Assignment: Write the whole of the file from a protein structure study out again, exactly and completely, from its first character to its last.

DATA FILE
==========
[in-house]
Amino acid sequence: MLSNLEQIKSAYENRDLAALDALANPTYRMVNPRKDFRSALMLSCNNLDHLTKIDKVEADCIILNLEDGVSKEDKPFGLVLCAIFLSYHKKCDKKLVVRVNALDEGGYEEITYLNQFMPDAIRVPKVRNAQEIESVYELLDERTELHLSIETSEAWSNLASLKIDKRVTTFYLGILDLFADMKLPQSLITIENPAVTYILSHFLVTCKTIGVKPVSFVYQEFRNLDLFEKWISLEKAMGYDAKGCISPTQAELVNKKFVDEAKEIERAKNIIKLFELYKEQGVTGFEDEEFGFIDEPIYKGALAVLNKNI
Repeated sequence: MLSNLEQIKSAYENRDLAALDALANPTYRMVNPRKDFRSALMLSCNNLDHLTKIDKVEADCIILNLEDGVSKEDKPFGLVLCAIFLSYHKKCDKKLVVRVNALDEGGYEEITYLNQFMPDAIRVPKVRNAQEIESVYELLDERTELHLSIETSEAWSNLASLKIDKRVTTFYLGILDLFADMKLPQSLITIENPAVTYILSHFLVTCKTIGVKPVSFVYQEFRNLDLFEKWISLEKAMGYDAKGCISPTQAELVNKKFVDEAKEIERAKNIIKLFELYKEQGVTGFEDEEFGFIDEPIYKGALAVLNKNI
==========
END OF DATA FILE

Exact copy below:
[in-house]
Amino acid sequence: MLSNLEQIKSAYENRDLAALDALANPTYRMVNPRKDFRSALMLSCNNLDHLTKIDKVEADCIILNLEDGVSKEDKPFGLVLCAIFLSYHKKCDKKLVVRVNALDEGGYEEITYLNQFMPDAIRVPKVRNAQEIESVYELLDERTELHLSIETSEAWSNLASLKIDKRVTTFYLGILDLFADMKLPQSLITIENPAVTYILSHFLVTCKTIGVKPVSFVYQEFRNLDLFEKWISLEKAMGYDAKGCISPTQAELVNKKFVDEAKEIERAKNIIKLFELYKEQGVTGFEDEEFGFIDEPIYKGALAVLNKNI
Repeated sequence: MLSNLEQIKSAYENRDLAALDALANPTYRMVNPRKDFRSALMLSCNNLDHLTKIDKVEADCIILNLEDGVSKEDKPFGLVLCAIFLSYHKKCDKKLVVRVNALDEGGYEEITYLNQFMPDAIRVPKVRNAQEIESVYELLDERTELHLSIETSEAWSNLASLKIDKRVTTFYLGILDLFADMKLPQSLITIENPAVTYILSHFLVTCKTIGVKPVSFVYQEFRNLDLFEKWISLEKAMGYDAKGCISPTQAELVNKKFVDEAKEIERAKNIIKLFELYKEQGVTGFEDEEFGFIDEPIYKGALAVLNKNI